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        • At 2013.08.22 16:14, Jennifer said:

          Ha! My reply to this was meant for Julie. I will definitely let you know if I find a Romanov pattern. Wouldn’t that be decadent?

        • At 2013.08.22 16:14, Jennifer said:

          It’s a craft that takes time and patience, but the results can be stunning. I’ll have to find and/or take pictures of some of my projects from long ago. Unlike some of the things I’ve crocheted, spending 100s of hours on a cross stitch doesn’t make me never want to see them again. There are also cute and fun tiny projects for cross stitch. Give it a shot and see what you think. Alice in Wonderland would be gorgeous in cross stitch.

        • At 2013.08.22 10:49, bermudaonion (Kathy) said:

          It’s gonna be gorgeous! I used to be somewhat crafty but just don’t have time for it lately.

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          • At 2013.08.22 16:16, Jennifer said:

            Thank you, Kathy! I think craftiness is something you can’t force. If you don’t feel it, then it just feels like work. You never know when the crafting bug will strike again, though. Be prepared!

          • At 2013.08.22 10:59, Ellison Weist said:

            I am so envious! since I’m a Tudor fan from way back. Have my “own, personal” Lincoln needlepoint pillow that is half-finished thanks to my waning eyesight. My mother-in-law is big into cross stitch so maybe it’s time for me to let her Tudor me (sorry, I couldn’t resist) and make the switch.

            Keep the pictures and play-by-play coming, Jennifer.

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            • At 2013.08.22 16:17, Jennifer said:

              I want to see your own, personal Lincoln, even if it isn’t finished. I bet it’s lovely. I’ve not ever tried needlepoint. When I was really into cross stitch I never had the money to pay for needlepoint canvases. I’ve admired a ton of them in my time, though.

            • At 2013.08.22 11:30, Amanda said:

              Yeah, girl! *raises glass in cross stitch solidarity*

              • At 2013.08.22 16:17, Jennifer said:

                Thank you for the inspiration!

              • At 2013.08.22 14:22, Xe Sands said:

                Wow. Dear Sweet Bob, that’s impressive. And what an excellent intersection of crafting and literature – LOVE IT. And those are some very fine stitches, btw. It’s been a long time since I’ve done counted cross-stitch and I doubt mine ever looked that uniform :)

                • At 2013.08.22 16:21, Jennifer said:

                  It’s going to be a project, my friend. Quite a project. I have had some great cross stitch teachers over the years and even worked on the newsletter for a local shop in my late 20s. That and working on linen are responsible for how neat my work is. I’m sure yours is beautiful, too. :)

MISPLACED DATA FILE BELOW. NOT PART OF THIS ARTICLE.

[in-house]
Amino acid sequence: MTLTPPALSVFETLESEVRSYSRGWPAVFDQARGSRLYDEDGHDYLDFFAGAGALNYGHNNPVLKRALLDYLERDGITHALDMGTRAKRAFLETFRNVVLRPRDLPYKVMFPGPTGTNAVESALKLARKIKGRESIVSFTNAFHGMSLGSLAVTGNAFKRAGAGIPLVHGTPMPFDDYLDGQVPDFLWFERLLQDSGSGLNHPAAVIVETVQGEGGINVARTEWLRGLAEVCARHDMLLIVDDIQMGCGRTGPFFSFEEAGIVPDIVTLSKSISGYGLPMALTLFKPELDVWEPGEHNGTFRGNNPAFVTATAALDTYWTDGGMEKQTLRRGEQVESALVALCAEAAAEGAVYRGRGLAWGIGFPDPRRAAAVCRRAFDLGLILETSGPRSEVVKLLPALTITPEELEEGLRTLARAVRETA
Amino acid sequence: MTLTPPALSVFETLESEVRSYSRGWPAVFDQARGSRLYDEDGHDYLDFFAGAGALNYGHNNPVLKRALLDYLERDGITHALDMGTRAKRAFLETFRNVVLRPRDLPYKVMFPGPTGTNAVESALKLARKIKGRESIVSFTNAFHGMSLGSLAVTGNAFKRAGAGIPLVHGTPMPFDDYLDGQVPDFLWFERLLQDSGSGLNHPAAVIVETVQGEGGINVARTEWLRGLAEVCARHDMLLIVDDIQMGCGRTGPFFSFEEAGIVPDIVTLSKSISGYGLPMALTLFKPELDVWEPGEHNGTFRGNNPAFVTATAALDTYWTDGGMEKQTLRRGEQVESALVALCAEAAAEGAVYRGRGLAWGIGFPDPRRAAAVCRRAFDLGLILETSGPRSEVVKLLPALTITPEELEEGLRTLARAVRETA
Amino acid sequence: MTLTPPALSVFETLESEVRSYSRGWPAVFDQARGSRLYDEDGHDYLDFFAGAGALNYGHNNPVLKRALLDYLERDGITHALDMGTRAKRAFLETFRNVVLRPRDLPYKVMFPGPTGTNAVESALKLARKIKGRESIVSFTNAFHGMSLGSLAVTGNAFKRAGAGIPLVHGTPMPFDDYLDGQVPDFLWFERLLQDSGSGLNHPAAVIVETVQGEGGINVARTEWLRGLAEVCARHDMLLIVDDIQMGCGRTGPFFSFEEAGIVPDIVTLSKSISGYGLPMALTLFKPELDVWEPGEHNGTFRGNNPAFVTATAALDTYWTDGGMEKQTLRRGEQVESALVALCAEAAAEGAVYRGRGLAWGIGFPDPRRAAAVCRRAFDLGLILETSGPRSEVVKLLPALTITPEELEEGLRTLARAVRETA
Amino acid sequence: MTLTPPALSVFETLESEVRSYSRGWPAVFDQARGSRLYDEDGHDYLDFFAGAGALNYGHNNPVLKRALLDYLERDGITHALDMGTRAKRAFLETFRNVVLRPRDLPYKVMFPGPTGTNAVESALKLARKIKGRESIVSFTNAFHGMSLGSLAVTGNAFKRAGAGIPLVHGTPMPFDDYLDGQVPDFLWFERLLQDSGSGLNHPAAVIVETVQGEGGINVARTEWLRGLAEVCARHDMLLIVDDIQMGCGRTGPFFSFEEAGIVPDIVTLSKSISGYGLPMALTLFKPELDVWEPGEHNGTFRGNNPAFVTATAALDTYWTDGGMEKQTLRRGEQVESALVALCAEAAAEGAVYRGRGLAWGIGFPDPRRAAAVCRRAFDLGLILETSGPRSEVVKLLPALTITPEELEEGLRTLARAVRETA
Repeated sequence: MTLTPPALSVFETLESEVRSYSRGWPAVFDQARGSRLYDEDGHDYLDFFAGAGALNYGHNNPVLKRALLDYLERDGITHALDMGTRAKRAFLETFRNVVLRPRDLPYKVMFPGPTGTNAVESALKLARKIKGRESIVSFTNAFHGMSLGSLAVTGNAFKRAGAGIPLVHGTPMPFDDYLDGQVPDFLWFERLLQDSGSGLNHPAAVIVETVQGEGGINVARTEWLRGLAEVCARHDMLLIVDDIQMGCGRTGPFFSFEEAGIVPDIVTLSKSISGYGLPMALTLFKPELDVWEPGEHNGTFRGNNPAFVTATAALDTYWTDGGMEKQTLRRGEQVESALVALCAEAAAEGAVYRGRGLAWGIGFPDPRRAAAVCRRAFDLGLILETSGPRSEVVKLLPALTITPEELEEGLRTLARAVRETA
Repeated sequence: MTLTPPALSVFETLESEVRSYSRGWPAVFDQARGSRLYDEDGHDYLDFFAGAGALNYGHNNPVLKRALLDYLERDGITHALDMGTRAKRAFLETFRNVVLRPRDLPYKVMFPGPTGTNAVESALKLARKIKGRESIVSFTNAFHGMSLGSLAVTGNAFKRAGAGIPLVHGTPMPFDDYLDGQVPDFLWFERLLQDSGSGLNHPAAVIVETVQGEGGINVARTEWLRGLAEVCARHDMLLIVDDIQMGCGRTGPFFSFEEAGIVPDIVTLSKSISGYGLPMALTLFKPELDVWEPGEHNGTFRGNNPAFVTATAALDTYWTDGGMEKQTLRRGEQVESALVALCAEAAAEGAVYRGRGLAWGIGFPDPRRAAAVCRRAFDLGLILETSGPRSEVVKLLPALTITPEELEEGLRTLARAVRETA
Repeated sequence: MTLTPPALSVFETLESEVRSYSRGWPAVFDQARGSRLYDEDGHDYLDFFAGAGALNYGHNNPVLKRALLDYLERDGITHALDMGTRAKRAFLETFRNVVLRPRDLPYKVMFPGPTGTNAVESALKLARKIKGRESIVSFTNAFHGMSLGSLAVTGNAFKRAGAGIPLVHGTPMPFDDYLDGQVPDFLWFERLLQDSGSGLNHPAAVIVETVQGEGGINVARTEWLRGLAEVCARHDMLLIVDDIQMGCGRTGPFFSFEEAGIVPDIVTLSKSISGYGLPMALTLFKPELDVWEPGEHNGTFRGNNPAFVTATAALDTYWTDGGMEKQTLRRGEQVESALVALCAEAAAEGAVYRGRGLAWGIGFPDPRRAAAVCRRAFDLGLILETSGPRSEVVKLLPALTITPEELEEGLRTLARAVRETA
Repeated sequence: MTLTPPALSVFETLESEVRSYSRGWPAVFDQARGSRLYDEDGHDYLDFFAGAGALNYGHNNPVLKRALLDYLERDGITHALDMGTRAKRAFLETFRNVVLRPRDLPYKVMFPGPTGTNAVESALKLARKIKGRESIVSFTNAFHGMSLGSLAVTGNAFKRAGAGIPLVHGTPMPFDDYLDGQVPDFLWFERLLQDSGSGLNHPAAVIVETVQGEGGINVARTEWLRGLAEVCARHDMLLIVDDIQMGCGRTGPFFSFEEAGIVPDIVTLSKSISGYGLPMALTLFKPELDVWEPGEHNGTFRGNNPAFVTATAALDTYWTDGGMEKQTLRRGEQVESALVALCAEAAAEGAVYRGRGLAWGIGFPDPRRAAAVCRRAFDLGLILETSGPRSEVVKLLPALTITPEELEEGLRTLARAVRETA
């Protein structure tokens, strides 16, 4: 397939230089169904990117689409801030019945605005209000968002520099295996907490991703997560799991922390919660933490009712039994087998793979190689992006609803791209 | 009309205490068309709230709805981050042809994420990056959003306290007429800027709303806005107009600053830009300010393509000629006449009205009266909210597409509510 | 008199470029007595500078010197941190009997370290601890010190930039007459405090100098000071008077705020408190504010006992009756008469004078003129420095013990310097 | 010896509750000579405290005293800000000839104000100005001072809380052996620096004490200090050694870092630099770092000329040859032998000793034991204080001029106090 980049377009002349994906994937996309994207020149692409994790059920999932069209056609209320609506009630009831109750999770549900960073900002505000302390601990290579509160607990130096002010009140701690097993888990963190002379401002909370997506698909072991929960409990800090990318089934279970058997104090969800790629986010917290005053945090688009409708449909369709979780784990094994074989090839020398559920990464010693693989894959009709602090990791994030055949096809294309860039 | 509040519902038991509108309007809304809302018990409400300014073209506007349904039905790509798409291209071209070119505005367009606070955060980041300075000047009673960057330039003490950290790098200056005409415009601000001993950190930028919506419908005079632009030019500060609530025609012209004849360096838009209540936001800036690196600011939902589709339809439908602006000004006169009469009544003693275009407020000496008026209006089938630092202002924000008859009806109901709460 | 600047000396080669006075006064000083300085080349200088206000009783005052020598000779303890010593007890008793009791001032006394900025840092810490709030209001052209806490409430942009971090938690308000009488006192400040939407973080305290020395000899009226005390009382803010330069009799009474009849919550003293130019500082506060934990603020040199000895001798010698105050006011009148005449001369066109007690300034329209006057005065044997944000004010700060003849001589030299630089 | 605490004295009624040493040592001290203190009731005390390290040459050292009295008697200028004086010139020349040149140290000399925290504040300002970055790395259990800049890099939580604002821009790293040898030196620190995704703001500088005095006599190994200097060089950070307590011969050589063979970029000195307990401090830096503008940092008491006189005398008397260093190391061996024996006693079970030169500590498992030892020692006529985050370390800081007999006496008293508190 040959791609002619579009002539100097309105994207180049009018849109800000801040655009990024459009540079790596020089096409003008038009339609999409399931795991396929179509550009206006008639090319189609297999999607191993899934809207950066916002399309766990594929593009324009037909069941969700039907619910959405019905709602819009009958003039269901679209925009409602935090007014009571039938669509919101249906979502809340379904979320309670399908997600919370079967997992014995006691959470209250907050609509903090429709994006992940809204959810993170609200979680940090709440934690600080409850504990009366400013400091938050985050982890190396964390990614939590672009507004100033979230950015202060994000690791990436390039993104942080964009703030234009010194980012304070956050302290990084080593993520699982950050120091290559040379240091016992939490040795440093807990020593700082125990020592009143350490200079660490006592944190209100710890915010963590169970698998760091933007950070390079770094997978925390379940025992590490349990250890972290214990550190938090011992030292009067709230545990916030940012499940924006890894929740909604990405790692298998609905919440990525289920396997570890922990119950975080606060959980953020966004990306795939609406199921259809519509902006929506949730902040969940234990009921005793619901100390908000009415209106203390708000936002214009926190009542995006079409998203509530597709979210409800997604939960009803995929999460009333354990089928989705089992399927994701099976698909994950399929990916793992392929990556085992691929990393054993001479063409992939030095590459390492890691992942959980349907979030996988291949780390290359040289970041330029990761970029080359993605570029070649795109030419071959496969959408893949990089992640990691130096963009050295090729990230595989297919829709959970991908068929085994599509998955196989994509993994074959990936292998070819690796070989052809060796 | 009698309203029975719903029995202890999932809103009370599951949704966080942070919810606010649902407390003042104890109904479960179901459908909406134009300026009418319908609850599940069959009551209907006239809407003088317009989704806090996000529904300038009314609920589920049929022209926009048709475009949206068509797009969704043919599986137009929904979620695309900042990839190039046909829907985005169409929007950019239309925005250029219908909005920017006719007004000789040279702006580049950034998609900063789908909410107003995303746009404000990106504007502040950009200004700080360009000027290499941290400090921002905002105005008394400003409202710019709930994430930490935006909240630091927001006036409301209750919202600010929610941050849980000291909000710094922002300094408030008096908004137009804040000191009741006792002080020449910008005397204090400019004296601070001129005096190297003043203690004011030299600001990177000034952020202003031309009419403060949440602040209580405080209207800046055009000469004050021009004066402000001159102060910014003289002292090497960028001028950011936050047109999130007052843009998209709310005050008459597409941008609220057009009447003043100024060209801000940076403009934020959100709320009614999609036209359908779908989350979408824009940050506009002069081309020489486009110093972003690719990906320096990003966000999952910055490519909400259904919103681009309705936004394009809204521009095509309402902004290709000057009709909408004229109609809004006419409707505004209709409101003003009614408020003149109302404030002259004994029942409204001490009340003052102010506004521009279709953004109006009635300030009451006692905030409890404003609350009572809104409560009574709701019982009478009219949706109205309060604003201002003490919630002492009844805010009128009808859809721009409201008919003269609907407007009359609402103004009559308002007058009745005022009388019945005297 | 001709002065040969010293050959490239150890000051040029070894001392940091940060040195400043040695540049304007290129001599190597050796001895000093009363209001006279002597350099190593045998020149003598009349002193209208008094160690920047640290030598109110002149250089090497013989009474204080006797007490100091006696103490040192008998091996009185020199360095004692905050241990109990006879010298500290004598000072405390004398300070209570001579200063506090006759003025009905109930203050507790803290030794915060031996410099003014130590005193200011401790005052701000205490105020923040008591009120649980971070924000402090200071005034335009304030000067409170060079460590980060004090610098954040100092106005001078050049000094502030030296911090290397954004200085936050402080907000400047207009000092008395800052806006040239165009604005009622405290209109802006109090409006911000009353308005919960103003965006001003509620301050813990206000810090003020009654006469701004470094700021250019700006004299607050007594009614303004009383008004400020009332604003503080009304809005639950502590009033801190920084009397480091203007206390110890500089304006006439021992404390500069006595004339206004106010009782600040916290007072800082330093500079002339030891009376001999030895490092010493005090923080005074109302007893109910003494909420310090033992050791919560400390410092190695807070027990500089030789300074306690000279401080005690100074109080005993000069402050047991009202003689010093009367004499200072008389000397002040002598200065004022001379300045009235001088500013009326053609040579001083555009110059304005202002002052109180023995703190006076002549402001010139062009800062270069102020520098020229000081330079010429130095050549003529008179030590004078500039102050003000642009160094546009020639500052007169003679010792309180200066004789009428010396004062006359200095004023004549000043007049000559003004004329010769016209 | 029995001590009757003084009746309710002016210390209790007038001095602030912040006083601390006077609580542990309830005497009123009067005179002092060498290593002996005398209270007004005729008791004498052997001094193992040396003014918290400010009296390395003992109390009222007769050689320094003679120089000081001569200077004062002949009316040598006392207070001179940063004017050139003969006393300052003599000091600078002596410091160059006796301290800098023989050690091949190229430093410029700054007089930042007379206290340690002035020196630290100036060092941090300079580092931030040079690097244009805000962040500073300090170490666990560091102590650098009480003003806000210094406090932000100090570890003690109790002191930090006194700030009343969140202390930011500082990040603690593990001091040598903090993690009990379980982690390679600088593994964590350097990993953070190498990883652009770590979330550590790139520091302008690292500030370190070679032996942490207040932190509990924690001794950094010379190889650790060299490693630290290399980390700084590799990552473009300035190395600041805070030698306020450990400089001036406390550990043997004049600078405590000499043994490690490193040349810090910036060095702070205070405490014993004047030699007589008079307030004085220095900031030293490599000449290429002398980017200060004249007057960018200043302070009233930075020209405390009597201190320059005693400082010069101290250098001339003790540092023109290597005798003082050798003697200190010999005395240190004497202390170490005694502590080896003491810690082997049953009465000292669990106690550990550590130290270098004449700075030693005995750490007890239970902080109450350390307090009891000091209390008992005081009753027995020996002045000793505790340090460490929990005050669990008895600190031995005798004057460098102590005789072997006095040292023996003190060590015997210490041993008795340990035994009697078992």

• At 2013.08.22 17:13, dogearedcopy/Tanya said:

                  It’s ambitious and gorgeous and certainly worth haunting your heirs over if they don’t treat it right! I’m looking forward to the day you get to the letters and beyond! :-)

                  • At 2013.08.22 22:40, Jennifer said:

                    I will throw a party when I’m done with the navy. :) I’ll keep posting updates. It will be interesting when Henry’s face starts to emerge.

                  • At 2013.08.22 21:13, Susan said:

                    What a awesome project. I used to cross stitch. I did one or two projects. Then it became tedious to me. My eyes got worse as the aida is hard on the eyes. I give you alot of credit. I am a history buff like you. Follow your blog for a few years. Like you I love Tudor family of King Henry the 8th. I love your posts about the novels of Phillapa Gregory. Unfortunately my weak spot is before Henry 8th. What is being featured with the White Queen on Starz. Don’t understand the family tree there. I have not read the books but hope to soon. I am cheering you on with your cross stich. Hope to see it when it is finished. Good luck!!!

                    • At 2013.08.22 22:44, Jennifer said:

                      Oh, my eyes will eventually declare mutiny. LOL!

                      I really do need to get back into historical fiction. I burned myself out there for a while. I’ve read three of the four books in Gregory’s latest series. I need to pick up The White Princess. What better audiobook to create my Henry with than about his mother?

                      I will definitely share when I’m finished. Pray God we’ll all be alive to see it. :)

                    • At 2013.08.22 23:40, Michele said:

                      Le sigh. I am already behind. But at least I decided to put Henry on a blanket to keep my tootsies warm. I’ve always thought that man should be at my feet. :p Googling medieval embroidery patterns has kept me occupado for hours. There is the famous unicorn tapestry series replicated that I want to do someday. Or the Bayeux Tapestry. Sigh. Too many projects, but I am so glad we stepped into this hell together!! Mayhap we should start a quarterly audiobook fest and new craft theme tradition. I like. Or maybe biannual given my slow pace.

                      Ps….the blanket works well for this project but it takes 5x the thread!